Individual Schedules

List of activities in a student’s day to provide structure, predictability and build independence.

When to use: 

  • Use for every transition to provide clear expectations of activities, locations, and/or who they will be working with. 
  • Use to build independence. Use to provide structure and predictability. 

How to use: 

  1. List all the student’s activities for their day. 
  2. Decide format for schedule (object, picture, written, or combination) and direction of schedule (top to bottom or left to right). Decide where the schedule will be posted. 
  3. Decide how to cue the student to check their schedule. This can be a verbal cue such as “check schedule” or a transition card. 
  4. Decide how the student will indicate the activity is finished (Finished box/envelope at bottom of schedule, move icon to another side, check off, etc.) 
  5. Decide who will set up the student’s schedule before each school day begins, make needed changes throughout the day, and reset for the next day. 
  6. Teach the student how to use the schedule.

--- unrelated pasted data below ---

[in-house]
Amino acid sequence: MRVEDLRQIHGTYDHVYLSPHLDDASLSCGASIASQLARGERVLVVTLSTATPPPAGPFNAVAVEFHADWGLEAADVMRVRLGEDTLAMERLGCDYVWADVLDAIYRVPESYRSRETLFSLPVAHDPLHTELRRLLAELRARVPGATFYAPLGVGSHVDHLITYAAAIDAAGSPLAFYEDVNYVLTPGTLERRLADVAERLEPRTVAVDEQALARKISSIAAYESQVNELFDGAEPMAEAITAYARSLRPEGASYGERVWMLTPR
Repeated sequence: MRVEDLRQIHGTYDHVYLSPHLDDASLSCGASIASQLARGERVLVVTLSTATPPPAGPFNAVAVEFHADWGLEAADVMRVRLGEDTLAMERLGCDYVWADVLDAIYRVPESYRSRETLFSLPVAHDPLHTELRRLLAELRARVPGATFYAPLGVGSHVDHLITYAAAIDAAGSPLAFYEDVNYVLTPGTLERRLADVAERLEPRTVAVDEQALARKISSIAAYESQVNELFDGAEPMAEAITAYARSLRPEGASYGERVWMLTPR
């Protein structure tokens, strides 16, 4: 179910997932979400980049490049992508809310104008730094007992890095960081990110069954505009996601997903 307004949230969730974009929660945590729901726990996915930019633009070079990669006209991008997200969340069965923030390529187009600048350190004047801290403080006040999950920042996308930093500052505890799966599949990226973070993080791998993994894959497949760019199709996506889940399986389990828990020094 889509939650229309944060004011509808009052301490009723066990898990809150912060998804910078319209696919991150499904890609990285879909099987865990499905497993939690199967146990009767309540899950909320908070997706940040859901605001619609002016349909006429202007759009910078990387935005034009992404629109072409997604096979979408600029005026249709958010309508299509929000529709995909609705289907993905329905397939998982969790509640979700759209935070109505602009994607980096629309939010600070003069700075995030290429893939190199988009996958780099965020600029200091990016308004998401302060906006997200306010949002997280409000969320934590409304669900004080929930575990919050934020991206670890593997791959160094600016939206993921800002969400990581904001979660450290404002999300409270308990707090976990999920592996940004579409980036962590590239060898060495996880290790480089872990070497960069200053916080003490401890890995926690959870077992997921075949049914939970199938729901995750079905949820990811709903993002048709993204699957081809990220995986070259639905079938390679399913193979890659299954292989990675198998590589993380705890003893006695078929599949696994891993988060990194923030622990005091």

• Pictures can be a real photo or from a picture program such as Boardmaker. 
  • Pictures should be easy for the student to determine the relevant stimuli, free of extraneous elements.
  • Individual schedules should reflect the student’s current needs and abilities. For example, when a student learns to read, the pictures can be faded from their schedule. 
  • Written schedules can be laminated and used with a dry erase marker. 
  • It is unlikely your students will have the same schedule every day. Consider creating a master that includes each student, for each day. This will make setting up the schedules easier and more efficient. 
  • Collect data, don’t forget the prompting levels, to help determine when to begin fading prompts, and when to progress to another format (such as object to picture). 

How to teach: 

  1. When talking about the schedule with the student, show them the icon and use the target word or phrase to support language and literacy development. 
  2. Provide the prompting level necessary for the student to successfully complete each step. 
  3. Give the student the cue to check their schedule. Use language such as “It’s time to check your schedule.” Walk with the student to the location of their schedule. 
  4. Model for the student how to check their schedule. 
  5. Use language such as “It’s time for Reading.” Provide reinforcement for the student checking their schedule. 
  6. Check data regularly to determine when to fade prompts, or progress to another format. Or, if your student is not progressing, when and how to make necessary teaching adjustments such as increasing prompts and/or reinforcement. 


  • Schedules can be full day or partial day. 
  • Schedules can be mobile instead of posted, such as a folder schedule, or with the use of technology.